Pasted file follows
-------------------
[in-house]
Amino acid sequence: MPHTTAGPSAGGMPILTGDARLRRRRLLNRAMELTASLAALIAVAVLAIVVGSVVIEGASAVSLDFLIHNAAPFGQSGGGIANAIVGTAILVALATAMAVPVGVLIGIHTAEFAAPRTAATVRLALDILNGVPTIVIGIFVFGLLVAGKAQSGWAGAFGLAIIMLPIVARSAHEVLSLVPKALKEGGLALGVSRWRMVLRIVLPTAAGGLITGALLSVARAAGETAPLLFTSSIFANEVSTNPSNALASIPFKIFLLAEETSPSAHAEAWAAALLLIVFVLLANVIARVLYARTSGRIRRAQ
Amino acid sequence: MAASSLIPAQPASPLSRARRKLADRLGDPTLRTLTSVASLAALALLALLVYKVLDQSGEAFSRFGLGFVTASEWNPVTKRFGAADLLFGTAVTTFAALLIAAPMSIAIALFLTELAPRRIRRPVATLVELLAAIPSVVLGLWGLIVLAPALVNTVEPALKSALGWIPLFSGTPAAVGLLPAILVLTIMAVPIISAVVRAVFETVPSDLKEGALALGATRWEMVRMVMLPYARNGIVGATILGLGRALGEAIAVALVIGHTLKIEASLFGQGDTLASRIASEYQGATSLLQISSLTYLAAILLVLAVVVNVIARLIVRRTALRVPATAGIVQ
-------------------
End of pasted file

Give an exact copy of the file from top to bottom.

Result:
[in-house]
Amino acid sequence: MPHTTAGPSAGGMPILTGDARLRRRRLLNRAMELTASLAALIAVAVLAIVVGSVVIEGASAVSLDFLIHNAAPFGQSGGGIANAIVGTAILVALATAMAVPVGVLIGIHTAEFAAPRTAATVRLALDILNGVPTIVIGIFVFGLLVAGKAQSGWAGAFGLAIIMLPIVARSAHEVLSLVPKALKEGGLALGVSRWRMVLRIVLPTAAGGLITGALLSVARAAGETAPLLFTSSIFANEVSTNPSNALASIPFKIFLLAEETSPSAHAEAWAAALLLIVFVLLANVIARVLYARTSGRIRRAQ
Amino acid sequence: MAASSLIPAQPASPLSRARRKLADRLGDPTLRTLTSVASLAALALLALLVYKVLDQSGEAFSRFGLGFVTASEWNPVTKRFGAADLLFGTAVTTFAALLIAAPMSIAIALFLTELAPRRIRRPVATLVELLAAIPSVVLGLWGLIVLAPALVNTVEPALKSALGWIPLFSGTPAAVGLLPAILVLTIMAVPIISAVVRAVFETVPSDLKEGALALGATRWEMVRMVMLPYARNGIVGATILGLGRALGEAIAVALVIGHTLKIEASLFGQGDTLASRIASEYQGATSLLQISSLTYLAAILLVLAVVVNVIARLIVRRTALRVPATAGIVQ